Talk by Prof. Emmanuel Brunet-Jailly on EU – BREXIT – what new borders mean for UK and EU
Thanks to the British Exit (Brexit) the European Union member states are faced with a new and important development in the history of the construction of the European Union. This talk discussed the origins and developments of the BREXIT in the UK and the European Union and its most recent developments; in particular, focusing on border issues in Northern Ireland and the rest of the United Kingdom – what new borders mean for the UK and its relationship with the EU. Speakers: Britta Petersen, Senior Fellow ORF Prof. Emmanuel Brunet-Jailly, University of Victoria (Canada) Alex Pykett, British High Commission, New Delhi
The Networked North: Borders and Borderlands in the Canadian Arctic Region
Heather Nicol and P. Whitney Lackenbauer | Borders in Globalization/Centre on Foreign Policy and Federalism | 2017
The Networked North identifies and addresses key lenses for understanding cross-border cooperation in the North American Arctic under conditions of globalization, climate change and changing international relations. Each chapter focuses upon a particular theme influencing cross border relationships, such as historical legacies, cultural relationships, cross-border flows of people and goods, security arrangements, governance practices and sustainability challenges. Twelve short chapters systematically define the ways in which Arctic and sub-Arctic borderlands are uniquely situated within processes of climate change, devolution, globalization, resurgent indigeneity, and neo-realist geopolitical processes. All authors acknowledge how the North has been reterritorialized by each of these processes in ways that encourage the networked nature of sovereignty and territoriality.
Dr. Emmanuel Brunet-Jailly from the University of Victoria, Canada delivers his keynote speech at “Rethinking Borders in the Middle East” conference.
פרופ’ עמנואל ברונט ג’יילי, אוניברסיטת ויקטוריה, קנדה חשיבה מחדש על גבולות במזרח התיכון INSS, המכון למחקרי ביטחון לאומי
December 12th, 2017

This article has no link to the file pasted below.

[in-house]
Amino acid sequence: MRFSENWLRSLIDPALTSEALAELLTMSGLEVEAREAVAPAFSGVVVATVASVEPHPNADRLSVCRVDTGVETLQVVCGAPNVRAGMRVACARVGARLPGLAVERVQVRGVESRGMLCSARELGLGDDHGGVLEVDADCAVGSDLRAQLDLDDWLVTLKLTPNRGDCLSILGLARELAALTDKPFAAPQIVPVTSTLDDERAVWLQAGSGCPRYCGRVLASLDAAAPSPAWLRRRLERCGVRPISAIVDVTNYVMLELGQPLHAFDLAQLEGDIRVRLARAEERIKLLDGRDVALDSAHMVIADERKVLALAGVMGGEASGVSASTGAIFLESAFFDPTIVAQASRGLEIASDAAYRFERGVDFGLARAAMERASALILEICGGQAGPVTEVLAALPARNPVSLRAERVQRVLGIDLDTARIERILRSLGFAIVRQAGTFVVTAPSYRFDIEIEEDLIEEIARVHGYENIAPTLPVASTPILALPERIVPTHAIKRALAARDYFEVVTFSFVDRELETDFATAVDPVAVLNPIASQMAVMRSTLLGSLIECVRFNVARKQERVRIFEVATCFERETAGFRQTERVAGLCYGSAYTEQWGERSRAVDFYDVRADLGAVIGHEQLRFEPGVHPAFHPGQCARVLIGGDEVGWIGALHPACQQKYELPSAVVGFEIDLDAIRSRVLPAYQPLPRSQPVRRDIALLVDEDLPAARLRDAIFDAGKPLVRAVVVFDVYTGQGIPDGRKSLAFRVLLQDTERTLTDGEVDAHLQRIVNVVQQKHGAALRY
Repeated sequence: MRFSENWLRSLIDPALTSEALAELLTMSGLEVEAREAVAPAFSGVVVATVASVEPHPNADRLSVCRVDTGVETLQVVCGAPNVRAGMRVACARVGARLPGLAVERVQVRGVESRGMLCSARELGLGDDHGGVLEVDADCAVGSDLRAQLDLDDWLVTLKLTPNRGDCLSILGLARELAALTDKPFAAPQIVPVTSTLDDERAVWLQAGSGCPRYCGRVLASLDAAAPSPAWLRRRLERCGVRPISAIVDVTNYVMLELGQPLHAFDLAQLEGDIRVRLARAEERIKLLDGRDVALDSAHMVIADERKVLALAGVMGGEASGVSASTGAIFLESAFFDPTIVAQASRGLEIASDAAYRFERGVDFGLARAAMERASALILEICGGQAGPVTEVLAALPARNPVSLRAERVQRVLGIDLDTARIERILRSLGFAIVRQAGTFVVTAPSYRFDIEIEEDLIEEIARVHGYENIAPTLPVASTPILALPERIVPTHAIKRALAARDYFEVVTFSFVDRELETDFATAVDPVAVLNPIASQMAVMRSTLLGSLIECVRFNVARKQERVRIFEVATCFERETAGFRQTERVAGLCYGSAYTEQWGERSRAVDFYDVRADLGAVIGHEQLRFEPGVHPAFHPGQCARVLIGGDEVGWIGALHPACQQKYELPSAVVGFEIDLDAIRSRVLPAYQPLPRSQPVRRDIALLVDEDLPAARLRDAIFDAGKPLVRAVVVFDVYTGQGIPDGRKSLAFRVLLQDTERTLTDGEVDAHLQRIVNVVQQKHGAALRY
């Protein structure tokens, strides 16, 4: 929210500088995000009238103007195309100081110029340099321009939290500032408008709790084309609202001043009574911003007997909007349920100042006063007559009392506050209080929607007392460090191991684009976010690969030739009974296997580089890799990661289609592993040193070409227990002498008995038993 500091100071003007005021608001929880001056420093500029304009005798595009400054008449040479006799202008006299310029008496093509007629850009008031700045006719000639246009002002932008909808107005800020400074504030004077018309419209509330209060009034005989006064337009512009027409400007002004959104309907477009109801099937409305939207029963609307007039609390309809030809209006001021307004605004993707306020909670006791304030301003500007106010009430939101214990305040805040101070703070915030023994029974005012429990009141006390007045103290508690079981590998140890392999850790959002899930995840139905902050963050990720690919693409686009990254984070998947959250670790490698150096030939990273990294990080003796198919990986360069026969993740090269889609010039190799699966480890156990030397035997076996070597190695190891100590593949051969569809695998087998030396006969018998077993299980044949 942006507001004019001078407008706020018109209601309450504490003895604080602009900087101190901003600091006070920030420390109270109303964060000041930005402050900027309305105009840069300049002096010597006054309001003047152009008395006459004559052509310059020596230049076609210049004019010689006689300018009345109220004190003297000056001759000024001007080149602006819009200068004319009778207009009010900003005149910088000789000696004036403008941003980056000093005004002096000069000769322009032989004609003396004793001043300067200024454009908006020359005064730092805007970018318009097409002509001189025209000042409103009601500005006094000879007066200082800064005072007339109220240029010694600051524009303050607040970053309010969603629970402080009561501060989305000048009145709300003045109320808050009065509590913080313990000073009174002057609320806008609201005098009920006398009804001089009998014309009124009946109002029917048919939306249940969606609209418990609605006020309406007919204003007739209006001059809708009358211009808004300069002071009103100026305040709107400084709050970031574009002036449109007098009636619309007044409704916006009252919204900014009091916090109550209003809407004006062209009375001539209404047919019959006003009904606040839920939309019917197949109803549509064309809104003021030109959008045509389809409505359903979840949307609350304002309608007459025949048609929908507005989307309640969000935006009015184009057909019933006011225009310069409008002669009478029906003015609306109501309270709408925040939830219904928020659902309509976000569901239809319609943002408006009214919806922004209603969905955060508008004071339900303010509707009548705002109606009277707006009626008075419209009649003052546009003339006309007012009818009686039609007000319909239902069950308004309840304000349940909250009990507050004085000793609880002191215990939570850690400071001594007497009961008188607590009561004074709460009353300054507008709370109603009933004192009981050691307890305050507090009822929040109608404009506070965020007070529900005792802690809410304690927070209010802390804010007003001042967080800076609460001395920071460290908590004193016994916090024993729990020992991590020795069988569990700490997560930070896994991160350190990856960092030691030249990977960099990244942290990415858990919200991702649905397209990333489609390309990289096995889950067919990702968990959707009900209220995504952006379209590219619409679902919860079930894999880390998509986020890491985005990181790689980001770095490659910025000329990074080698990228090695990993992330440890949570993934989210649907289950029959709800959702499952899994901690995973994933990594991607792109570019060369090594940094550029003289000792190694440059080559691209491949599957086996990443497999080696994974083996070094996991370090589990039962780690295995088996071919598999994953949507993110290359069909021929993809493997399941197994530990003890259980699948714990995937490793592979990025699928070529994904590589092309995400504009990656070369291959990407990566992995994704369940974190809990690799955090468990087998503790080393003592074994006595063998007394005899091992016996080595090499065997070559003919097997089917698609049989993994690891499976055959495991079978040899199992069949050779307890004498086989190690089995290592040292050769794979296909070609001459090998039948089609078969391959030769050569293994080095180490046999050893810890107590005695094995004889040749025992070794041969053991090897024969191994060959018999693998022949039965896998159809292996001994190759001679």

The Institute for National Security Studies (INSS)
An Emerging Border Region: ‘Securing’ the Far North
Adam Lajeunesse and P. Whitney Lackenbauer | BIG Research Reports | #31
The environmental conditions of the Canadian Arctic, coupled with poor accessibility and a small and scattered population, has traditionally limited the North’s perceived significance as a border region. The melting of the northern sea ice, however, is enabling new commercial and tourist activity in this region of Canada and that of its Arctic neighbours. Government and other expert assessments predict that this activity will generate increasing safety and security concerns, largely related to immigration, criminal activity, fishing, environmental protection, and maritime accidents. In addition, Canada faces a few long-standing border and jurisdictional disputes that, despite being well-managed, require ongoing maintenance and attention. The Canadian Arctic is a region in flux owing to environmental, economic, transportation, and social changes occurring in complex and unpredictable ways. Managing this emerging borderland will require a nimble and comprehensive response from across the governance and defence spectrum. This will also have to be a response in depth, with monitoring, enforcement, and response capability established across the Arctic since a “defence” of the Arctic borders at the border will be impossible.
Adam Lajeunesse and P. Whitney Lackenbauer
Geopolitics in the Anthropocene
Simon Dalby | BIG Research Reports | #45
Discussions of migrations and boundary walls and fences, military interventions, and the use of nationalist tropes have raised the rhetorical temperature in international politics. Walter Russell Mead (2014) is concerned that antagonistic politics between at least some great powers suggests just such a return of geopolitics after a period in which it was apparently absent. If the term is used to refer to territorial disputes, and the use of military force or the threat thereof, then clearly the conflicts over Crimea, Ukraine, various islands disputed by China and Japan and by various states in the South China Sea, or Russian and Turkish actions in early 2016, suggest its utility given the belligerence in recent events.
Governance of Arctic Search and Rescue
Adrianne Dunsmore | BIG Research Reports | #46
In recent years, global interest in the Arctic has grown exponentially; as sea ice melts and previously unnavigable regions become accessible, maritime traffic, including shipping and tourism, has increased. Search and rescue (SAR) responders in both Canada and Denmark have expressed concern, as the waters these vessels traverse are dangerous, remote, and not fully charted (Byers, 2010). As the maritime traffic increases, so too will the number of search and rescue missions, and due to the sparseness of personnel and equipment, these missions are often cooperative efforts between responders from neighbouring countries. Interaction between Arctic states has been largely collaborative, however in the past decade tensions amongst the states have begun to rise as the countries vie for resources and attempt to exert claims of sovereignty. Following Russia’s 2014 annexation of Crimea it was feared that Arctic cooperation might break down entirely1, but amongst this trepidation, cooperation in Arctic SAR operations remained unaffected (Byers, 2015). The first part of this paper will provide an explanation as to the circumstances particular to Arctic SAR, as well as to the governance of Canadian search and rescue. The second part will provide a historical context of international cooperative search and rescue efforts and an examination of current Arctic SAR governance, followed by several preliminary policy recommendations.